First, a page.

National Science Foundation Slowly Turning STEM to STEAM

The data points for moving STEM to STEAM are becoming clearer, and the urgency of revisiting the current pedagogy used in pre-schools, K-12, and our universities, obvious.
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The STEM Initiative more and more looks like its morphing into STEAM.

Thanks to the National Science Foundation (NSF) and the tireless effort and vision of Harvey Seifter, CEO of Seifter Associates and a principal of Learning Worlds, three conference were scheduled this year -- in Washington, D.C., Chicago, Illinois and San Diego, California -- to look at what business, education, and communities across the U.S. were doing to merge the "two cultures" of art and science.

In the process, Harvey Seifter with support of the NSF is putting the arts into the STEM formula (Science, Technology, Engineering and Math) and more precisely, exploring a framework for sparking creativity and innovation in our schools, our workplaces, and in our nation.

Two of the conferences have already been held:

•April 6-7: Washington, D.C., at the Smithsonian's National Museum of American History.

•May 16-17: Chicago, at the Illinois Institute of Technology.

The San Diego Conference scheduled June 14-15 at the California Institute of Telecommunications and Information Technology at the University of California, San Diego held in collaboration with the San Diego Science Alliance remains.

In a sense, the San Diego event is a culmination of the larger effort to forge an agenda for more in-depth research leading to action that in a matter of years will change education in America.

The data points for moving STEM to STEAM are becoming clearer, and the urgency of revisiting the current pedagogy used in pre-schools, K-12, and our universities, obvious.

The conclusions and recommendations of The Conference Board's two reports: "Ready to Work" and "Ready to Innovate" are now clear.

The latter report was the first time that the vital link to a creative and innovative economy was made affirmatively; and the road to America's success and survival spelled out for all to see, particularly the business community.

In their Innovation study The Conference Board asked, "Are Educators and Executives Aligned on the Creative Readiness of the U.S. Workforce?"

Only now, months and years later, The Conference Boards' poignant question is being answered. And the answer is yes. Harvey White, co-founder of Qualcomm and Keynote speaker at the Chicago (and the upcoming San Diego) conference says this a "national emergency." Total reform of the current educational curriculum with a marriage of the arts and sciences must happen.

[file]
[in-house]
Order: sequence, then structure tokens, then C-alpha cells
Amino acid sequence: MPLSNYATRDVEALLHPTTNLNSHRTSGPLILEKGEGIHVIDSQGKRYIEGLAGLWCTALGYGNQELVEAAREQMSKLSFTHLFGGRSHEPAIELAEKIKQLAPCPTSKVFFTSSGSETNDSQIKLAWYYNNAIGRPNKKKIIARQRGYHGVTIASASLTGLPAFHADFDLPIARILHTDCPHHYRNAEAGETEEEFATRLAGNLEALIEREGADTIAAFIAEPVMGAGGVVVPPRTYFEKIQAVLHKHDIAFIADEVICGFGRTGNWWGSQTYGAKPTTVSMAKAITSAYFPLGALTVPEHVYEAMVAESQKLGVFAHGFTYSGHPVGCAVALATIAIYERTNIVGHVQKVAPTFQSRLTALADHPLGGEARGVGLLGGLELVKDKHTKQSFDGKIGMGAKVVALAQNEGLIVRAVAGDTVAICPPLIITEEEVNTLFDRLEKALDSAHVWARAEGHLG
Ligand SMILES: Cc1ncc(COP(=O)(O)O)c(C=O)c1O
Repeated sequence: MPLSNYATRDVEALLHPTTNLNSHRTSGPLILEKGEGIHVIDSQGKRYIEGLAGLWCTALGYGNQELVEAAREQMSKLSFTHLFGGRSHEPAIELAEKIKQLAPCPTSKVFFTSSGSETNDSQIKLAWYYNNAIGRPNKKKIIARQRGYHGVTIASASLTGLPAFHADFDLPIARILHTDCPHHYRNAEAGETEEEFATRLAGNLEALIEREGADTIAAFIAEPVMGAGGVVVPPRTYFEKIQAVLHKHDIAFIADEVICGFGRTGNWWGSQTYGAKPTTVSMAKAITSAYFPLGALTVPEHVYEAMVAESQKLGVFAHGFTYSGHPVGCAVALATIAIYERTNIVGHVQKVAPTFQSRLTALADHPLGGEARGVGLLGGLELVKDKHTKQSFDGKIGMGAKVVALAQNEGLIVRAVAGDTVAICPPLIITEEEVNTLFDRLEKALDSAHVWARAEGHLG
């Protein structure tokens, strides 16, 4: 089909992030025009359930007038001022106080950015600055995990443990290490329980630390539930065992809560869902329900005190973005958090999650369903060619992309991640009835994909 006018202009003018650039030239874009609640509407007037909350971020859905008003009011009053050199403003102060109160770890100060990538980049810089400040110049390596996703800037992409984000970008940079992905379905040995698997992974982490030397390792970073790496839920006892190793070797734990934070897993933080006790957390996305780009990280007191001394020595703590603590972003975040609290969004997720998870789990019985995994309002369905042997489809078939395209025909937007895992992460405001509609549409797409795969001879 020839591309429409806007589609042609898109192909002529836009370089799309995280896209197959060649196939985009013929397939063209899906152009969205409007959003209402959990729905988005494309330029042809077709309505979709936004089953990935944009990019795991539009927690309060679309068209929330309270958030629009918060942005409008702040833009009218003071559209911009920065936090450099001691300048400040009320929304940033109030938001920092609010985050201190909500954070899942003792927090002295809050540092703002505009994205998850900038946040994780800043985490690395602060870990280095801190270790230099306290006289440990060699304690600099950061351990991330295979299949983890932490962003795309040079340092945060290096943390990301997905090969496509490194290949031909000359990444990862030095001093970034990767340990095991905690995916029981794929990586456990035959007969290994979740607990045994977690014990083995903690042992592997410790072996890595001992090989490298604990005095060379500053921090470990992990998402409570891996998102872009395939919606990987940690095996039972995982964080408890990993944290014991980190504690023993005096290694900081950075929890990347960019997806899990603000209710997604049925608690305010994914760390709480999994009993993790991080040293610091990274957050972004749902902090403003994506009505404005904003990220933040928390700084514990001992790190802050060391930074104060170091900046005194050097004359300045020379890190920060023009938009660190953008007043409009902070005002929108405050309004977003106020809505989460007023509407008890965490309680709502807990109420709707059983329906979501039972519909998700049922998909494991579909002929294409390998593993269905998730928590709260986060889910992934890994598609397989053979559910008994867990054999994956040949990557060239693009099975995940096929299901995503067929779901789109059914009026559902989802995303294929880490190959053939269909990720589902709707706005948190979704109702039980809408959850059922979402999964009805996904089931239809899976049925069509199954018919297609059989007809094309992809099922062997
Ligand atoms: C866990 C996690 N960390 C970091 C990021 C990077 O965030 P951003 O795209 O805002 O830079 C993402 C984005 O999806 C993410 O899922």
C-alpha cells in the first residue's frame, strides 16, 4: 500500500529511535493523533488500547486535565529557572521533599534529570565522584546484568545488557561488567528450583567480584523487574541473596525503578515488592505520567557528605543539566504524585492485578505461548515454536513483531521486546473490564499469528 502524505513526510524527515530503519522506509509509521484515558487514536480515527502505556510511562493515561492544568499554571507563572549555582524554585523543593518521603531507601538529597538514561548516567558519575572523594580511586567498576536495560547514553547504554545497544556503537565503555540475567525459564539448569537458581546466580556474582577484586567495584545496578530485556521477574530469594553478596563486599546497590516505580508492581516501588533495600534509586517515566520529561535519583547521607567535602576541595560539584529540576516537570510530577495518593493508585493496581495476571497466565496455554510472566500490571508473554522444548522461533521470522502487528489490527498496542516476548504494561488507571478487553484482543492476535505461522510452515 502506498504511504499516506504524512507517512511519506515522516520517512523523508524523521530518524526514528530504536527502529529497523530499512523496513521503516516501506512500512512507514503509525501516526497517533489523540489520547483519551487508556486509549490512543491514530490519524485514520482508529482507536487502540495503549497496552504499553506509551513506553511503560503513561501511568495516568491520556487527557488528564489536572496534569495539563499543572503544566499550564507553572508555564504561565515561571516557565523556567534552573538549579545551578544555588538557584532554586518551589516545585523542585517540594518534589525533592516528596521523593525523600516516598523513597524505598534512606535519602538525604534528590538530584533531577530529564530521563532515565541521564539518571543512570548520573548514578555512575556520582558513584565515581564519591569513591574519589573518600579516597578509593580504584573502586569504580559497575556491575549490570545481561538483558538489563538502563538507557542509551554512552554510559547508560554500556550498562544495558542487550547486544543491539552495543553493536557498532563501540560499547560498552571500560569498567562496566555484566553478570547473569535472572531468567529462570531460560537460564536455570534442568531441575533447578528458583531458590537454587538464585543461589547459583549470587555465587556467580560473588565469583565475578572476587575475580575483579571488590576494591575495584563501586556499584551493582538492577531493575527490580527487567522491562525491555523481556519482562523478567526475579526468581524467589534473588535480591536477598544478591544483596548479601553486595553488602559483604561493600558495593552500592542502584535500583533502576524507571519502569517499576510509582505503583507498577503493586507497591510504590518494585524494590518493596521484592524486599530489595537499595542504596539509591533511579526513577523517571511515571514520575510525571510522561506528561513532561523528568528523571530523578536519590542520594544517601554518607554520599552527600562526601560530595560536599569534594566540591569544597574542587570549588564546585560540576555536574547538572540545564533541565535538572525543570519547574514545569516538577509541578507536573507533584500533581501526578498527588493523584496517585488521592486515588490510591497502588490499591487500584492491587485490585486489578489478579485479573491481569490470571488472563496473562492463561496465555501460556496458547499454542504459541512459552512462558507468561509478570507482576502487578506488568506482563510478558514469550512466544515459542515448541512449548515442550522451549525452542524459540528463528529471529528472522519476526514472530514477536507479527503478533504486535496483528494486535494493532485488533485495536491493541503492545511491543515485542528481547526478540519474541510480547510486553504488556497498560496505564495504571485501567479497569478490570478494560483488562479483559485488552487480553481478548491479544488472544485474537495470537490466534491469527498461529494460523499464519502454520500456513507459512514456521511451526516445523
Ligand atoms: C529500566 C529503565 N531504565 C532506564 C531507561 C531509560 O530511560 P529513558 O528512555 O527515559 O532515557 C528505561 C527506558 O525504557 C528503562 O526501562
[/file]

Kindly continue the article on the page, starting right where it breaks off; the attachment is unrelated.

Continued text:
In an Op/Ed in the San Diego Union-Tribune, White said, "A STEAM-based education system gives a country an advantage, or at least a level playing field, in the innovation race. We need to equip our technologists and leaders with the best training possible and add arts to STEM and put STEAM to work. It's not that we wouldn't still have some innovation without an arts education mandate, it is that we will be competing at a major disadvantage against STEAM-trained opponents in innovating -- a critical area relative to our future economy and way of life'... 'We need to get business, government and media to connect the dots between arts education and economic success."

In San Diego, White will be joined by Mary Wright, Workforce Readiness Initiative Director of The Conference Board and Randy Cohen, Vice President for Policy & Research, Americans for the Arts to talk about how the Federal, state and local cities and counties across America, and the arts and sciences, education and the business community can work together to move forward.

This is the beginning of major change in America and the future of education.

Last month, President Obama's Committee on The Arts and Humanities released a report at the Art Education Partnership (AEP) Conference, called "Reinvesting in Arts Education: Winning America's Future Through Creative Schools." The report, like the work of the NSF, provides evidence of the important connection between art and culture and creativity and innovation, and the urgent need for a new agenda for reinventing education in America.

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